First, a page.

Open Risers on Stairs

Open risers can create problems for individuals with disabilities….and for those of us who are in a hurry.  To prevent a foot from being caught under the tread, a solid riser that is vertical or sloped is required in most conditions.

When are open risers permitted? In new construction, open risers will only be permitted on stairs that are neither a means of egress nor part of an accessible route.

The Texas Accessibility Standards (TAS) and the ADAAG do not have requirements for stairs unless the stair serves as the only access to a level.  The section below is copied from the TAS (italics denote an addition or change from the ADAAG):

4.1.3(4) Interior and exterior stairs connecting levels that are not connected by an elevator, ramp, or other accessible means of vertical access shall comply with 4.9; however, stairs adjacent to areas of rescue assistance required by 4.1.3(9) shall comply with 4.3.11.3 whether or not the stairs connect levels also connected by an elevator.

The International Building Code 2006 (IBC) does not permit open risers except in Group I-3 occupancies or when the stair is not an accessible means of egress (IBC 2006, 1009.3.3).  Because all spaces in new construction are required to have at least one accessible means of egress, and two when more than one means of egress is required, most stairs will require closed risers.

To sum it up, open risers can be used on monumental stairs that are not part of the egress and only if the second level is also served by a ramp or elevator.

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6 Responses to Open Risers on Stairs

  1. Dannielle says:

    Does that apply to residential as well?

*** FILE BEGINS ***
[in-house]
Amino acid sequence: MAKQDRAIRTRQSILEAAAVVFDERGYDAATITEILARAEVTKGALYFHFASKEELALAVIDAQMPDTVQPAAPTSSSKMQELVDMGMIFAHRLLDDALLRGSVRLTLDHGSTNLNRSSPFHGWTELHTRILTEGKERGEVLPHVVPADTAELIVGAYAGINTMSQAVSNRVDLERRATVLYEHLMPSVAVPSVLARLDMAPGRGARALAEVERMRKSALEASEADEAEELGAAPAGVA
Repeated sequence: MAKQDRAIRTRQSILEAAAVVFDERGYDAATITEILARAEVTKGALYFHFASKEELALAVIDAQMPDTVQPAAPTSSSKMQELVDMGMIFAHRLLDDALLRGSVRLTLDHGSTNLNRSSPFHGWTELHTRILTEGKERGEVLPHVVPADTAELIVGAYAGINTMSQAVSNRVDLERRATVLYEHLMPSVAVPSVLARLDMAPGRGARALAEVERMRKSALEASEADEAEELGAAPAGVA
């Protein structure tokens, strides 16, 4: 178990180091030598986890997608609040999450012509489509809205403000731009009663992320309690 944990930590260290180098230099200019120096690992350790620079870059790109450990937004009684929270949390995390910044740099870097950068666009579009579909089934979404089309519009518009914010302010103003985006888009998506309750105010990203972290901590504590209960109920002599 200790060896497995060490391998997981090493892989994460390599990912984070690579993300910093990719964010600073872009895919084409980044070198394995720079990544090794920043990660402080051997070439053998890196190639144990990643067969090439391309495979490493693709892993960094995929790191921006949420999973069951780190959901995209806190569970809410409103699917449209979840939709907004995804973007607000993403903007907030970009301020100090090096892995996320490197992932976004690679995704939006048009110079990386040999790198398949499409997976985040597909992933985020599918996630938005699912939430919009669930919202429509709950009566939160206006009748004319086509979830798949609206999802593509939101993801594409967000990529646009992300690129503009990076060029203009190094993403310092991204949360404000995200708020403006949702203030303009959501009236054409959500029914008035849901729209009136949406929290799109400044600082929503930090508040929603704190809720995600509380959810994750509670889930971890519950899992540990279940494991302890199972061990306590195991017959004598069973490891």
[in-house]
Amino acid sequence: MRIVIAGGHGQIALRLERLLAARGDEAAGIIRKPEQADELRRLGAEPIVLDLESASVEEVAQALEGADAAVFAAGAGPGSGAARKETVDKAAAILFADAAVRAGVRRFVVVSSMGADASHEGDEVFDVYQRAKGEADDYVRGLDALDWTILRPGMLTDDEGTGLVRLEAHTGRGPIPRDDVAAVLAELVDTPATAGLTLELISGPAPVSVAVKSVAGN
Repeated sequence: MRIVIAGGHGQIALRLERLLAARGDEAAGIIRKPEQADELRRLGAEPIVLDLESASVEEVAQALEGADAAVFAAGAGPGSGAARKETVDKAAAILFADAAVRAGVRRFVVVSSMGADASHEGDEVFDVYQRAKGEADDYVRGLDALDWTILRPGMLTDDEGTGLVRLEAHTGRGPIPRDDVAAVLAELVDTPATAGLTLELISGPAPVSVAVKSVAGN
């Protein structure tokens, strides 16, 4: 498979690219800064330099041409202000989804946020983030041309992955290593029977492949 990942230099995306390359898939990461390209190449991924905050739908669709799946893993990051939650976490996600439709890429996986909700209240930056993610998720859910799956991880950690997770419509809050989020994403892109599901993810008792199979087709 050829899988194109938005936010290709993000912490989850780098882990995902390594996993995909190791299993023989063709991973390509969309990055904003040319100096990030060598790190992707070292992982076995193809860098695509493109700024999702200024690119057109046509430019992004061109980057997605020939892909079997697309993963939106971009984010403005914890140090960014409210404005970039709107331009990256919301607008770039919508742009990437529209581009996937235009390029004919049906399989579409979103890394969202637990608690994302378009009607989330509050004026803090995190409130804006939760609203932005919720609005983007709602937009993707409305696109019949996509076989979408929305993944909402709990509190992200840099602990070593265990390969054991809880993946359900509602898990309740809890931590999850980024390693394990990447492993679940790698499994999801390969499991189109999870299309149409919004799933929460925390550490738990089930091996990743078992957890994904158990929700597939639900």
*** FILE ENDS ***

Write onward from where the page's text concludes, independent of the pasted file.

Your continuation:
2. jeromymurphy says:

    Single-family residential or duplexes may have open risers provided that the open riser does not permit the passage of a 4″ diameter sphere. Multi-family residential shall not have open risers except as mentioned in the post.

  3. christina says:

    ANSI & ADA specifically say NO OPEN RISERS even on monumental stairs

    • jeromymurphy says:

      Not exactly. They say no open risers on stairs that are required to be accessible. ANSI has no scoping provision. Therefore, you must look to the IBC to determine which stairs are required to comply with ANSI.
      ADA only requires stairs to comply that are parts of a means of egress or serving an area not served by an accessible route.

  4. John Hastie says:

    I live in California and I am in escrow on a residential property that has open risers. The gap is more than 4″ and from what I am reading it would appear that this is not to code. If the city has already signed off on the project, what can or should I do about it? I can request the developer correct the situation but do they have to comply? If I buy it “as-is” I assume that this problem may arise again when it’s time to sell.

    • jeromymurphy says:

      John,
      Open risers with a 4″ opening are typically permitted in residential construction, assuming that this is either a single family home or town home. I don’t know if California has modified this requirement for residential.
      Jeromy

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